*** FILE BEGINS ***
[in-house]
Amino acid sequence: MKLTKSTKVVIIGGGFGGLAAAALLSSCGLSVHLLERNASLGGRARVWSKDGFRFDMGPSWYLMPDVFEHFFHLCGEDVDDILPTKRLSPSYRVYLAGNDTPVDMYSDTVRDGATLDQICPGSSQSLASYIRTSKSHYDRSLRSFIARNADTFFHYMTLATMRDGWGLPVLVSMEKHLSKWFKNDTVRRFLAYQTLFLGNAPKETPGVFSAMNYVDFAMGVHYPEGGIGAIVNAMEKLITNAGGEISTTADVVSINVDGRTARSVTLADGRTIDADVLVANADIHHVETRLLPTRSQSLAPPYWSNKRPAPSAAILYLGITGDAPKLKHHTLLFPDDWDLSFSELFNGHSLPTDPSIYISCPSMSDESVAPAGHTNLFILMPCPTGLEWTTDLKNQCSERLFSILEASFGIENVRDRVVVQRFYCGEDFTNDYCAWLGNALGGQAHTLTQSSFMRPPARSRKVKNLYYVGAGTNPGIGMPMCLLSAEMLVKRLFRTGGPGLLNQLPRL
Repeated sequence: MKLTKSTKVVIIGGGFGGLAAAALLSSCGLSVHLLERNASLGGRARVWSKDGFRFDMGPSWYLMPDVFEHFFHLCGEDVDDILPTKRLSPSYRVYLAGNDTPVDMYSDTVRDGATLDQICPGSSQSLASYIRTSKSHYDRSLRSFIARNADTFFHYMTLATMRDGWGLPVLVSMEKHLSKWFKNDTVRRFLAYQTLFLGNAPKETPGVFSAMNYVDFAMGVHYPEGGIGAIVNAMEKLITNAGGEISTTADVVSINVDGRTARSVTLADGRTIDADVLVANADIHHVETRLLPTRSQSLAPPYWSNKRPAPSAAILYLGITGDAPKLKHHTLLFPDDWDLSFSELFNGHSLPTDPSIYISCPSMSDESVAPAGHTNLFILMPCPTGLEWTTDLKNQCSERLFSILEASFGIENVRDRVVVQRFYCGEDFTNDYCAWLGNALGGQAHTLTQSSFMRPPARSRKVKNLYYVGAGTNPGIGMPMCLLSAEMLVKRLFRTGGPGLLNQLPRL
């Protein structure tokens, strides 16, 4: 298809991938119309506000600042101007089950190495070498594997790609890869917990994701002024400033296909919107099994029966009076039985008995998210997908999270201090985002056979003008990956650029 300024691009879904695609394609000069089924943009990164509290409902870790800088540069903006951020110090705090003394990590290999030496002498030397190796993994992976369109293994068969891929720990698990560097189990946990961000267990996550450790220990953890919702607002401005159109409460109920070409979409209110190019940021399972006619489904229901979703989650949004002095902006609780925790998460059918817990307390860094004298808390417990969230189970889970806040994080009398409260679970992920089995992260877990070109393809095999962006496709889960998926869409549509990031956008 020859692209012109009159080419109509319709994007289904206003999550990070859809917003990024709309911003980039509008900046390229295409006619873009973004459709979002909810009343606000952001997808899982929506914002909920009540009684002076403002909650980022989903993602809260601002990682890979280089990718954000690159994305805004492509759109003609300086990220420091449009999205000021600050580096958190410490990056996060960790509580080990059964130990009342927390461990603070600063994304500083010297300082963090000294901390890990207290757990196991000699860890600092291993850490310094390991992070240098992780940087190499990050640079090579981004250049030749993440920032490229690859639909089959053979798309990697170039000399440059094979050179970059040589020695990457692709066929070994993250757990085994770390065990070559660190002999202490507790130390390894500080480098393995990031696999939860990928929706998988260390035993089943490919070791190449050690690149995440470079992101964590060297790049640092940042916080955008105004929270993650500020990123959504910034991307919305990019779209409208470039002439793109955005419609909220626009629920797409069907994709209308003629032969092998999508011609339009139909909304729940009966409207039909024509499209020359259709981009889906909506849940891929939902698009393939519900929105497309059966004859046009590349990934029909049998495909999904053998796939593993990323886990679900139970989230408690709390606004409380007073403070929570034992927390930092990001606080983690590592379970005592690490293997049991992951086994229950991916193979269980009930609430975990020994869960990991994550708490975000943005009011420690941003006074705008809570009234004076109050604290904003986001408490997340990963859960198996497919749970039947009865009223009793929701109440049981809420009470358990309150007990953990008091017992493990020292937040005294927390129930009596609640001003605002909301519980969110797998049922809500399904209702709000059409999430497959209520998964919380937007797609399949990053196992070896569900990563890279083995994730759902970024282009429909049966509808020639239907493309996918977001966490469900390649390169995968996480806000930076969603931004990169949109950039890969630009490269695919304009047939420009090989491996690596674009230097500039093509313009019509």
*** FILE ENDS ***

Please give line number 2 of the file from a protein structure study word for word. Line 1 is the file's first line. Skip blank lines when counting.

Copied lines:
Amino acid sequence: MKLTKSTKVVIIGGGFGGLAAAALLSSCGLSVHLLERNASLGGRARVWSKDGFRFDMGPSWYLMPDVFEHFFHLCGEDVDDILPTKRLSPSYRVYLAGNDTPVDMYSDTVRDGATLDQICPGSSQSLASYIRTSKSHYDRSLRSFIARNADTFFHYMTLATMRDGWGLPVLVSMEKHLSKWFKNDTVRRFLAYQTLFLGNAPKETPGVFSAMNYVDFAMGVHYPEGGIGAIVNAMEKLITNAGGEISTTADVVSINVDGRTARSVTLADGRTIDADVLVANADIHHVETRLLPTRSQSLAPPYWSNKRPAPSAAILYLGITGDAPKLKHHTLLFPDDWDLSFSELFNGHSLPTDPSIYISCPSMSDESVAPAGHTNLFILMPCPTGLEWTTDLKNQCSERLFSILEASFGIENVRDRVVVQRFYCGEDFTNDYCAWLGNALGGQAHTLTQSSFMRPPARSRKVKNLYYVGAGTNPGIGMPMCLLSAEMLVKRLFRTGGPGLLNQLPRL